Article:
vide the means of transporting the party about the island.
M. F. BARRUS, Chairman, Committee of Arrangements
Appendages of Trilobites. By CHARLES D. WALCOTT, Smithsonian Misc., Coll., Vol. 67, No. 4, Cambrian Geol. and Pal., IV., December, 1918, pp. 115-216+ index, Pls. 14–42, Text Figs. 1–3.
In this recent paper Dr. Charles D. Walcott summarizes his investigations of the appendages of trilobites during the past forty-five years, a research undertaken in pursuance of a promise made to Professor Louis Agassiz in 1873. Since that time, he writes, "I have examined and studied all the trilobites that were available for evidence bearing on their structure and organization."
His summary of 18812 is reviewed and corrected, together with later papers discussing his various discoveries in this subject.3 The highly organized trilobite, Neolenus serratus (Rominger). from the Burgess shale quarry opened by Dr. Walcott, near Field, B. C., several years ago, shows most graphically in the ten plates devoted to its illustration the highly specialized development of appendages, which is also figured in plates of the Ordovician trilobites, Isotelus, Triarthrus, Calymene and Ceraurus. In the figure of Neolenus the appendages include antennules, caudal rami, endopodites, epipodites, exopodites, exites and protopodites. The evidence of appendages is supplemented by numerous figured sections of Ceraurus and Calymene.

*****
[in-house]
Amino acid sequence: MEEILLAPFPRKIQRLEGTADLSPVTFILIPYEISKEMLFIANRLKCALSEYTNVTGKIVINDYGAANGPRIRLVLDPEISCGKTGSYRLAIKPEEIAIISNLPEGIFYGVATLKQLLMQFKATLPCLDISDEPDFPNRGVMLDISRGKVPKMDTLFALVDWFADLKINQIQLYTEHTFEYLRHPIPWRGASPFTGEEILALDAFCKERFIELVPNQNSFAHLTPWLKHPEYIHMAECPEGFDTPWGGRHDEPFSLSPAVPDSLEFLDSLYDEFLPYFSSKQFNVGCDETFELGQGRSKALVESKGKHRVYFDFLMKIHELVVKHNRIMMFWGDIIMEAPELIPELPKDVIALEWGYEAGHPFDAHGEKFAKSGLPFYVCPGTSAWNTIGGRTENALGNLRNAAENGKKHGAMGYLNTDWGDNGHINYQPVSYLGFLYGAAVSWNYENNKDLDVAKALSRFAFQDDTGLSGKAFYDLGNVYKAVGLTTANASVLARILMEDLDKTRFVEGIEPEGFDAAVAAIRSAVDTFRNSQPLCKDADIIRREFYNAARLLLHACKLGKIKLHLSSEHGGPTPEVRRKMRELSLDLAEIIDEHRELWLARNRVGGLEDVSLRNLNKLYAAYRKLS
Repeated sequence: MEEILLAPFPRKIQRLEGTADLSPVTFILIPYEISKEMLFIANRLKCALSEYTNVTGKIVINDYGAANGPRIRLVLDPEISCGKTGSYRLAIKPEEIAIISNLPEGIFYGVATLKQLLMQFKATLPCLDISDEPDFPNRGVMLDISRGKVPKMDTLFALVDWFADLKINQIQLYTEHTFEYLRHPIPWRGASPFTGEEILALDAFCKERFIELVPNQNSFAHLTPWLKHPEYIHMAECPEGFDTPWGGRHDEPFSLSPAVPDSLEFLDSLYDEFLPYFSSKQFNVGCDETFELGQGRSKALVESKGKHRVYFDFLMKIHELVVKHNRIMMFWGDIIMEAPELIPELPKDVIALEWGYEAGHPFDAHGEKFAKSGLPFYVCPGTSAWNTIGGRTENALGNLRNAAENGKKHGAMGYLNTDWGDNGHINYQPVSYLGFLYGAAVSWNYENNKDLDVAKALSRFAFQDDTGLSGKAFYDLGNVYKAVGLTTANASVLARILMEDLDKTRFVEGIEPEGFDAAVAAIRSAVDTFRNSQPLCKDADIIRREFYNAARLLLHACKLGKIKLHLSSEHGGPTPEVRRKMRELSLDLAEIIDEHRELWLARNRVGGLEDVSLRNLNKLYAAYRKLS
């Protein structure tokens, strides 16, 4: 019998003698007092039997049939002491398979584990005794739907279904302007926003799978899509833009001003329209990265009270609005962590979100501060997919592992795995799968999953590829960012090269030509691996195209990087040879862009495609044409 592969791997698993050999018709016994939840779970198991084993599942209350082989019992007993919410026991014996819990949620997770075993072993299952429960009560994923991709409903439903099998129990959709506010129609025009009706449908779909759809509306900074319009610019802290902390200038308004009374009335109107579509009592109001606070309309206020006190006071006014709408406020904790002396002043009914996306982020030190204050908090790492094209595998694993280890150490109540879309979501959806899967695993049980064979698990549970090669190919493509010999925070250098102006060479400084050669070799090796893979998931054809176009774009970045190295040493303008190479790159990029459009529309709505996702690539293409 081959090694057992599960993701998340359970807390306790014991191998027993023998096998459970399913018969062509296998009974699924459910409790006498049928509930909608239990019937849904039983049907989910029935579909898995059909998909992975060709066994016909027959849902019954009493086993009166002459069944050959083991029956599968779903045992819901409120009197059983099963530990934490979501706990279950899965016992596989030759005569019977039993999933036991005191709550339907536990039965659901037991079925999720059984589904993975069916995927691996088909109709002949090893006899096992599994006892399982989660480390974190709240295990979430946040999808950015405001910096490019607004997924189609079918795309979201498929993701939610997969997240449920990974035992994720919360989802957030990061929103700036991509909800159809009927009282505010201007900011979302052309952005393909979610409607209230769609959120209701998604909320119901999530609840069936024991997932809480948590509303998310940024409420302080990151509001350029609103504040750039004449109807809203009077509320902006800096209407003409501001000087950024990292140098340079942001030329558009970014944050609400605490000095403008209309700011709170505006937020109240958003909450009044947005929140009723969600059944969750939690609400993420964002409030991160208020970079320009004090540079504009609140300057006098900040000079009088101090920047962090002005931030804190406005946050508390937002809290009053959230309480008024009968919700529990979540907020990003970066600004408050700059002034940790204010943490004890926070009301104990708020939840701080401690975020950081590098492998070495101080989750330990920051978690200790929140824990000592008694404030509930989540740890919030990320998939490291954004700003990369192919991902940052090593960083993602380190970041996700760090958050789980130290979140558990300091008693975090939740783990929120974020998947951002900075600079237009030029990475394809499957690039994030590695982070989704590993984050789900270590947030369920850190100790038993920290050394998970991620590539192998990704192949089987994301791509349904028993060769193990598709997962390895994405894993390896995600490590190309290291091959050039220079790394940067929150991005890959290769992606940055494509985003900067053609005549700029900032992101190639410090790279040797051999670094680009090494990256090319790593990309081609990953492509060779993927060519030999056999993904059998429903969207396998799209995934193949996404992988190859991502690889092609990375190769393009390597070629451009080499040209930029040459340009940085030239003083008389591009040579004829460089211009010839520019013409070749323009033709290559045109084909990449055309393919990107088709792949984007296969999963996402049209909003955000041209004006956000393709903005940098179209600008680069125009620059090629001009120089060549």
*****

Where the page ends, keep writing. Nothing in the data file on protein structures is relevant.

2 The Trilobite: New and Old Evidence Relating to its Organization, Bull. Mus. Comp. Zool., Cambridge, Mass., Vol. VIII., No. 10, 1881, pp. 191224, Pls. I.-VI.
3 Proc. Biol. Soc. Washington, Vol. IX., 1894, p. 94. Smithsonian Misc. Coll., Vol. 57, 1912, pp. 164, 208, Pl. 24, Figs. 1, 1a. Idem, 1911, Pl. 6, Figs. 1, 2; 1912, Pl. 24, Figs. 1, 1a; Pl. 45, Figs. 1, 2, 3, 4. Text-book Pal. (Zittel), Eastman 2d ed., 1913, Vol. I., p. 701, Fig. 1,343, p. 716, Figs. 1,376, 1,377. Smithsonian Misc. Coll., Vol. 57, 1912, pp. 149-153.
After discussing the mode of occurrence, conditions of preservation, manner of life including method of progression, food, defense and offense, the author describes species with appendages, which include besides the genera already mentioned, Kootenia dawsoni (Walcott), two species of Ptychoparia including a new one P. permulta from the Burgess shale quarry, Odonotopleura trentonensis (Hall), Trinucleus concentricus Eaton, and an unidentified Ordovician crustacean leg. The work of C. E. Beecher with Triarthrus is reviewed in some detail, and a different conclusion arrived at in certain features.
In section two of the paper the structure of the trilobite receives attention, the author again referring to Beecher and other writers including Jaekel, Beyrich, Barrande and de Volborth. He then discusses in detail the appendages, summarizing them as follows:
Cephalic (1) Antennules, (2) antennæ, (3) mandibles, (4) maxillula, (5) maxilla. Thoracic: Abdominal: